Death rate: Anywhere from 75,000,000 million to 200,000,000 million people
“Father abandoned child, wife husband, one brother another; for this illness seemed to strike through the breath and sight. And so they died. And none could be found to bury the dead for money or friendship. Members of a household brought their dead to a ditch as best they could, without priest, without divine offices … great pits were dug and piled deep with the multitude of dead. And they died by the hundreds both day and night … And as soon as those ditches were filled more were dug … And I, Agnolo di Tura … buried my five children with my own hands. And there were also those who were so sparsely covered with earth that the dogs dragged them forth and devoured many bodies throughout the city. There was no one who wept for any death, for all awaited death. And so many died that all believed it was the end of the world.” -Italian Chronicler Agnolo di Tura, in Siena, May 1348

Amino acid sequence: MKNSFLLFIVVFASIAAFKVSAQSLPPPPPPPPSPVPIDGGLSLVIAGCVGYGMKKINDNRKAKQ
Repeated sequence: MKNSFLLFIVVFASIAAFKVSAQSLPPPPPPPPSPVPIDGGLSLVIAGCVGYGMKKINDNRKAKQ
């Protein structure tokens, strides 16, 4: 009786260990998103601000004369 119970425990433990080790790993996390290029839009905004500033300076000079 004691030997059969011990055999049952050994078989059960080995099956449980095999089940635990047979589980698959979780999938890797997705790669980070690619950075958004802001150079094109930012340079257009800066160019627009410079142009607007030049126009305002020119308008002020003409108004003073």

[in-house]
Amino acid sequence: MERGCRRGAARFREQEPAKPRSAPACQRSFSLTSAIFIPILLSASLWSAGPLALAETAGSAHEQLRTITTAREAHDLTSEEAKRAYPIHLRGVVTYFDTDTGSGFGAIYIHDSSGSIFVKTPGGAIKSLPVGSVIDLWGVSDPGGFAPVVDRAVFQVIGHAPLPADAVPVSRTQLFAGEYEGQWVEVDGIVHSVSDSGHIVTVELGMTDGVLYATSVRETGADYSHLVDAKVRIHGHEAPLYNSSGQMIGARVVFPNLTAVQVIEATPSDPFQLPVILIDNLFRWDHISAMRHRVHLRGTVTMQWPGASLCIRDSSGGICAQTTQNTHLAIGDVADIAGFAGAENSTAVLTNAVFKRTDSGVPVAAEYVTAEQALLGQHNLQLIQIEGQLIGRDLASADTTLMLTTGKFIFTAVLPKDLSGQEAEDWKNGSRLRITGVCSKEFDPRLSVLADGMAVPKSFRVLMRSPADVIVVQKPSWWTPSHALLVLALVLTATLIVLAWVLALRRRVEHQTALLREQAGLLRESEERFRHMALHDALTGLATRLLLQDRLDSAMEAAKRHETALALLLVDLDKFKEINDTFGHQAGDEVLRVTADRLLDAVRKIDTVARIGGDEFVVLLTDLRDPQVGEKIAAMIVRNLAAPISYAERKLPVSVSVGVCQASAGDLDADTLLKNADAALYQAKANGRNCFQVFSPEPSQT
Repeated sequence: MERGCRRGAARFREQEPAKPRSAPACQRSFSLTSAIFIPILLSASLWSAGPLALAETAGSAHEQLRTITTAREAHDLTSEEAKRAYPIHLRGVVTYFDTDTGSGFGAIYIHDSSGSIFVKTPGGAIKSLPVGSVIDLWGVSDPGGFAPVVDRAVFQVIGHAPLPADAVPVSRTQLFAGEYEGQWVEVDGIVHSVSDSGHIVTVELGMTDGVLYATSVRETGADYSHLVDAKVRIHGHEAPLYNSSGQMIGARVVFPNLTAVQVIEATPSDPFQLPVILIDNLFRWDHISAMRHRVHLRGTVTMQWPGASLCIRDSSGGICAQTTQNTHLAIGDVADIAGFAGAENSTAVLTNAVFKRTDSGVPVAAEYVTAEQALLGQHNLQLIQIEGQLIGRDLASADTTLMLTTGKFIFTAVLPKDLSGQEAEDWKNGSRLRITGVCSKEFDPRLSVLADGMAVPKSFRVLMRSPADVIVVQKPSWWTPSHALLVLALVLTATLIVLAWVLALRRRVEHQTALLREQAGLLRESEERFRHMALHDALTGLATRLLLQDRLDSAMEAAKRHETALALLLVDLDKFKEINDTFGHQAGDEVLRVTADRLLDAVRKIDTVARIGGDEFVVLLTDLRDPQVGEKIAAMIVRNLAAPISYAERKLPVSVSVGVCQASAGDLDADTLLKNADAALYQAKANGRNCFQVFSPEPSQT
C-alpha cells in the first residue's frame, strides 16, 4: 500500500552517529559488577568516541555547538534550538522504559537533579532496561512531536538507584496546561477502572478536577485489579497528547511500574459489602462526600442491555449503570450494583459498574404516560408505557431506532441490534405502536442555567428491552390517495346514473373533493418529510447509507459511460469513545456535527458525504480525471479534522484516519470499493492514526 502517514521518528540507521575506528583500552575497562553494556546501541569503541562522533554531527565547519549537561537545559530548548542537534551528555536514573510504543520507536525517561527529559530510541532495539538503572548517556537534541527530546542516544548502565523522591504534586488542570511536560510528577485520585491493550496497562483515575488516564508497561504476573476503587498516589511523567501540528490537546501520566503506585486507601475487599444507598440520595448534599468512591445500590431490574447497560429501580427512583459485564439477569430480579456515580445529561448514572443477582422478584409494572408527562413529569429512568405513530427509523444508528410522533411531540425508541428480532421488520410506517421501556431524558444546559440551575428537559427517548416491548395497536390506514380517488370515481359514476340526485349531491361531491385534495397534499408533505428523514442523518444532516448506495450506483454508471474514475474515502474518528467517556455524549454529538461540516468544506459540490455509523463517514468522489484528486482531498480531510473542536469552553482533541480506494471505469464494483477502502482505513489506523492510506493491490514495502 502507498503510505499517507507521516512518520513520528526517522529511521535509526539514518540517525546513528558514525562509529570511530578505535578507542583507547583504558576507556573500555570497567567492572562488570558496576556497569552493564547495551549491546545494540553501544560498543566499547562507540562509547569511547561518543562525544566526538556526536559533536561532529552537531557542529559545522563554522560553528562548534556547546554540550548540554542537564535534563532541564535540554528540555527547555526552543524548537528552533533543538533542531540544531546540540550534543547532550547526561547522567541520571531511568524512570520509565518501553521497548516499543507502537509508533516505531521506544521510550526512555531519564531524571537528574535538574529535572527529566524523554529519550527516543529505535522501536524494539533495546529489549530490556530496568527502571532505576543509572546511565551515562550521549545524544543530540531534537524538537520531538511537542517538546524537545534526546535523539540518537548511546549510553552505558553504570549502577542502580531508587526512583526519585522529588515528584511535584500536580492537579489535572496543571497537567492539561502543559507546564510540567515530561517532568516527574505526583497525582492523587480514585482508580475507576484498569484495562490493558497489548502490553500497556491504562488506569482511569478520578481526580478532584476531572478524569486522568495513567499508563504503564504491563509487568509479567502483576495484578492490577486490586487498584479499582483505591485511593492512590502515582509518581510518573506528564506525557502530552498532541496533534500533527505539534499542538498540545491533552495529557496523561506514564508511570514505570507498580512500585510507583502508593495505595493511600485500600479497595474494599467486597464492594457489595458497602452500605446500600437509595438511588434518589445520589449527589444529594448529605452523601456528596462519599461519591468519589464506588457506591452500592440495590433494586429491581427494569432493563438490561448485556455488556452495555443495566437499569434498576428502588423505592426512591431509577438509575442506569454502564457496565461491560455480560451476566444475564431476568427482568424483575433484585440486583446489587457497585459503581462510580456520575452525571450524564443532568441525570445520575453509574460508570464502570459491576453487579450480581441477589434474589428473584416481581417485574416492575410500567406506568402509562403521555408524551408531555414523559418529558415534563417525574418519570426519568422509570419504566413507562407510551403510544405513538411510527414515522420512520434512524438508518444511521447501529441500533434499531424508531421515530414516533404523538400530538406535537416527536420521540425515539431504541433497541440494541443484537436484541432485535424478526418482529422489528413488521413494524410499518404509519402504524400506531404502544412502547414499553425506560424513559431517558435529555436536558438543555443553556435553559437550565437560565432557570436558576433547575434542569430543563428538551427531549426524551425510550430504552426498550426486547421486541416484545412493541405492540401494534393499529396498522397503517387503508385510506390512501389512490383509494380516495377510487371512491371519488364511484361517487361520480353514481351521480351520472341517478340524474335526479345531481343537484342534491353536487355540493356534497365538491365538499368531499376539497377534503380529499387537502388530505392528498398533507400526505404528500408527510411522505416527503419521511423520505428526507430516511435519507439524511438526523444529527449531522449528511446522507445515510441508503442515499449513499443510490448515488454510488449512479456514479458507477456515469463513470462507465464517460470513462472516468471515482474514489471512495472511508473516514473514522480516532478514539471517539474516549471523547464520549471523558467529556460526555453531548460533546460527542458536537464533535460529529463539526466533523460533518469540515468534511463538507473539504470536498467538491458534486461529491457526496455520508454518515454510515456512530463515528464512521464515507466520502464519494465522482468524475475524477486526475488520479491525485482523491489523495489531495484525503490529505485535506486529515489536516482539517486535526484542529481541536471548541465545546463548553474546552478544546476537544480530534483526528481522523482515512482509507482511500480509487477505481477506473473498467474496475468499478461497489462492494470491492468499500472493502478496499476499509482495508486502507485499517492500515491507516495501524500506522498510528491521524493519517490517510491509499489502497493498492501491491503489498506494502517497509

Like the Plague of Justinian, the Black Death was the result of the bacteria Yersinia Pestis, which spread through fleas in cities and towns that were filled with animals and unsanitary living conditions.
It is hard to imagine the sheer devastation that was the Black Death. It is believed that the Black Death killed 30% to 60% of the population of Europe. Many scholars believe that, as a result of this massive death, society restructured itself, allowing for the rise of the time period that we refer to as the Renaissance.
Did you know: While we often think of the beaked plague doctor in connection with the Black Death, there is no evidence that doctors wore such a costume. The beaked plague doctor as we know it probably originated in 17th century Italy. It was believed to protect the wearer from disease, which was believed to be passed through miasmas, or bad airs. It covered the body, leaving no skin exposed. Likewise, the beak contained fragrant herbs, to prevent the wearer from inhaling “bad air.”
Pandemics in Early America
Pandemics ravaged the Americas through the period of colonization and continued throughout the colonial period, through and past the American Revolution.
When: Throughout human history, until it’s irradiation in 1980. Most noteworthy pandemic: 1492-1674